Chemical-free weed control for two of our major garden restorations has now been completed and those projects now only need monthly maintenance. This means we will have 8-10 hours a week free for an intensive start to one or two new garden restoration projects where some rapid transformation is needed in addition to the longer term transition to a low-maintenance outdoor environment.
Below: the narrow space between house and fence (1.5m including a paving block path, out of view in the foreground) has been transformed from kikuyu, bare clay and weed trees to native shrubs and trees that need only annual pruning to maintain access along the path directly beneath the windows, from where the residents can watch kereru, tui and songthrushes eating kawakawa fruit in summer.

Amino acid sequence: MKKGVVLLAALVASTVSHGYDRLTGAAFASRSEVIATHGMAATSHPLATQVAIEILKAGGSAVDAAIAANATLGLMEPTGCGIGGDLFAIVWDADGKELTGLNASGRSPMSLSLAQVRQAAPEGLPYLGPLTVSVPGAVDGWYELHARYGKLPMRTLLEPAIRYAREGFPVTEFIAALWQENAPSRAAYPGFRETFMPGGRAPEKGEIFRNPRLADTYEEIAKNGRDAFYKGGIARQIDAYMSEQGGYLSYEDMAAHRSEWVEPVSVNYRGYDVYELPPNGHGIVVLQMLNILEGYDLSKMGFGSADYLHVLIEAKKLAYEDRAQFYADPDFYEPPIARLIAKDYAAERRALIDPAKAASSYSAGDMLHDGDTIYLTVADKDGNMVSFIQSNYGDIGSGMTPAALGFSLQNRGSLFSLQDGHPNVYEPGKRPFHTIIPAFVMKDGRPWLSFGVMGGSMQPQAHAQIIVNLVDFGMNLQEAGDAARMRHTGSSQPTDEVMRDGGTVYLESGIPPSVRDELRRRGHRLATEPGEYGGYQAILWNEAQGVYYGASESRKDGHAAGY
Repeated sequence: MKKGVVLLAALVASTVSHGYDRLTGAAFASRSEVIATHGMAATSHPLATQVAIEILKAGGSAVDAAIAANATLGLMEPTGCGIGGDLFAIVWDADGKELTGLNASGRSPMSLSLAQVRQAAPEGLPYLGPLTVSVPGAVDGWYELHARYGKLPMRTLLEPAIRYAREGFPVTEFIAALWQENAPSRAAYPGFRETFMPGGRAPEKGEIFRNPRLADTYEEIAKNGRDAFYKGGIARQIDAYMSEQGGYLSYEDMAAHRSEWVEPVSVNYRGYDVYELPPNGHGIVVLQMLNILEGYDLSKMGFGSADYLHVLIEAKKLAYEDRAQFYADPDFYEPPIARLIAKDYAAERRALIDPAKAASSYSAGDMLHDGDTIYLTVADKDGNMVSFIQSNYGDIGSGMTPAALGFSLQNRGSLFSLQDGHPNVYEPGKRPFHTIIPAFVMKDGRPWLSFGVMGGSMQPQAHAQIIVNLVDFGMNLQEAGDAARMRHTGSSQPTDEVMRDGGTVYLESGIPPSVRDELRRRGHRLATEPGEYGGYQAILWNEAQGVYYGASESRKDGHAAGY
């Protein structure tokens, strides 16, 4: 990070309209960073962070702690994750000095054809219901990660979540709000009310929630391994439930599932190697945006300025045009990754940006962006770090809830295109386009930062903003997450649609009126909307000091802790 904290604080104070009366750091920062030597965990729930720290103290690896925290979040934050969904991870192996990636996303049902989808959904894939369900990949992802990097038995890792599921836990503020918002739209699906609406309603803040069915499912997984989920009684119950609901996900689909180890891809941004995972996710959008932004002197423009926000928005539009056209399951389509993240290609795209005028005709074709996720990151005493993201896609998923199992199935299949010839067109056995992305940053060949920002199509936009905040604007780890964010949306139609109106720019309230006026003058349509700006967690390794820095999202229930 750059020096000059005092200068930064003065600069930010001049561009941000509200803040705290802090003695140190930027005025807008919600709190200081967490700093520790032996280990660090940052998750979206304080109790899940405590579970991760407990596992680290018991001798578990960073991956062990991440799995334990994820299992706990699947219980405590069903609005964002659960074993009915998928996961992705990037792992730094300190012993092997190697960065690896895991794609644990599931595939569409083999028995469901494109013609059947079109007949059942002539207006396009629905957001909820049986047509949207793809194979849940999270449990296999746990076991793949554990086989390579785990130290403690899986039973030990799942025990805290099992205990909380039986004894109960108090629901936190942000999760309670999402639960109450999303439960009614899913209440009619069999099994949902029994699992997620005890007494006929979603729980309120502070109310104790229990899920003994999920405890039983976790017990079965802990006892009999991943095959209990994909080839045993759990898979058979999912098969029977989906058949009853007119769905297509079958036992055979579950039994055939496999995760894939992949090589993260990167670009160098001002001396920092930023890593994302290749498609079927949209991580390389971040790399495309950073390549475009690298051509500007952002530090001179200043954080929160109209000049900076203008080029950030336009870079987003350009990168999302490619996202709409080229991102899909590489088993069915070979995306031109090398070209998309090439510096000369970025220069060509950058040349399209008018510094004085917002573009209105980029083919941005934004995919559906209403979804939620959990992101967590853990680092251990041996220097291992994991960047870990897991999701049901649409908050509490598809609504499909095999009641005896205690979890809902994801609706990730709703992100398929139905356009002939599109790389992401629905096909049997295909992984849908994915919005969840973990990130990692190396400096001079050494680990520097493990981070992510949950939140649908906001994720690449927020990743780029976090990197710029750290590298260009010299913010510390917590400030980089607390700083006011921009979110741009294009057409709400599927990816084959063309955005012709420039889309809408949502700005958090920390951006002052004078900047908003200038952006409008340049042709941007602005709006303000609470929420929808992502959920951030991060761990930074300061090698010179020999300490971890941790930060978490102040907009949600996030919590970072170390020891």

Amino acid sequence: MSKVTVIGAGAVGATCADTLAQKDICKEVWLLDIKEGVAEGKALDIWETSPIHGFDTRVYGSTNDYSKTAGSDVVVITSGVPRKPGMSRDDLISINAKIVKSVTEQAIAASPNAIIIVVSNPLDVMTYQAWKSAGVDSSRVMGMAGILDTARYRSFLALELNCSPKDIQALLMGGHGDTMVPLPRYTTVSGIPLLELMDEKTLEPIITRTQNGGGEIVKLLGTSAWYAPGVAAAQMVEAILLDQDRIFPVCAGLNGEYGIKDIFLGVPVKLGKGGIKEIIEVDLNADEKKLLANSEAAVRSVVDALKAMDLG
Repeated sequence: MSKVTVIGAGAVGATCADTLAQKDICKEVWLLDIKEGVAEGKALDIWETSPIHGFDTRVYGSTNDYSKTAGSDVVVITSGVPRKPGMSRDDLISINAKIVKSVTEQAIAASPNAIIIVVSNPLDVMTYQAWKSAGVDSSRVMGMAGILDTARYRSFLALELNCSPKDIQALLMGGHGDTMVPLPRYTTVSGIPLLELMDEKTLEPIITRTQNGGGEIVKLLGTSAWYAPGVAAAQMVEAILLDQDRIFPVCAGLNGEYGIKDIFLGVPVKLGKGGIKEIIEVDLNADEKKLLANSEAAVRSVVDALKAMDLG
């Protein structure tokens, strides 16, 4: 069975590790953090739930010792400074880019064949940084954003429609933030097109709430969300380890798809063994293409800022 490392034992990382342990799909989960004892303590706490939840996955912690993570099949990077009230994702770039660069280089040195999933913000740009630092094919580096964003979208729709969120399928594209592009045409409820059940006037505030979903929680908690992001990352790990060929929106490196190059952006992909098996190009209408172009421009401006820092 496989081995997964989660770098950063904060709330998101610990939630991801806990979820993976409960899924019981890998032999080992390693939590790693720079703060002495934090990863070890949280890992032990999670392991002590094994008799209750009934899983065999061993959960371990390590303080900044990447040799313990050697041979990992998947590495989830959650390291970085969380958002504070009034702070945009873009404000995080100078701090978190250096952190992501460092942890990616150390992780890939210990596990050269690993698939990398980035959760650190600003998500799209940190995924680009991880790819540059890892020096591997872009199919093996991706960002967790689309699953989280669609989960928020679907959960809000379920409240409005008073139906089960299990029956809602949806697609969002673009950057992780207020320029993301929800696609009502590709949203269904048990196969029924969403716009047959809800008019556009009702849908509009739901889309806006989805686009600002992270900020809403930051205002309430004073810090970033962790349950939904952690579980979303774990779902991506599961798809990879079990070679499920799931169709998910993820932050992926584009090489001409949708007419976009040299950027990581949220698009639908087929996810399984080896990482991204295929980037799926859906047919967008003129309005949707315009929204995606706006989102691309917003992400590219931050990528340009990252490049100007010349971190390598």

Foreground left is a nikau, about 10 years old and a metre high. Each year for the next 20 years, one of its 2 or 3 new leaves a year will grow towards the house, obstructing the path, but in this seldom-used area it can be pushed aside, or if necessary tied back or even cut off.
Much later, it will present only a single trunk, and each year two or three of the leaves, canopying the path and surrounding garden from above, will fall to the ground and be carried down the back to add to the natural environment (and invertebrate habitat) under larger trees.
There’s nothing more splendid to watch from your kitchen table than a kereru feasting on nikau fruit an arm’s length away, but if the big leaves are not for you you could skip the nikau and just have karamu, kawakawa and smaller shrubs and groundcovers, such as the sedges (Carex lambertiana) shown here. A couple of seedlings planted here have multiplied themselves by both seed and division, and will continue to spread until they cover the ground without further intervention.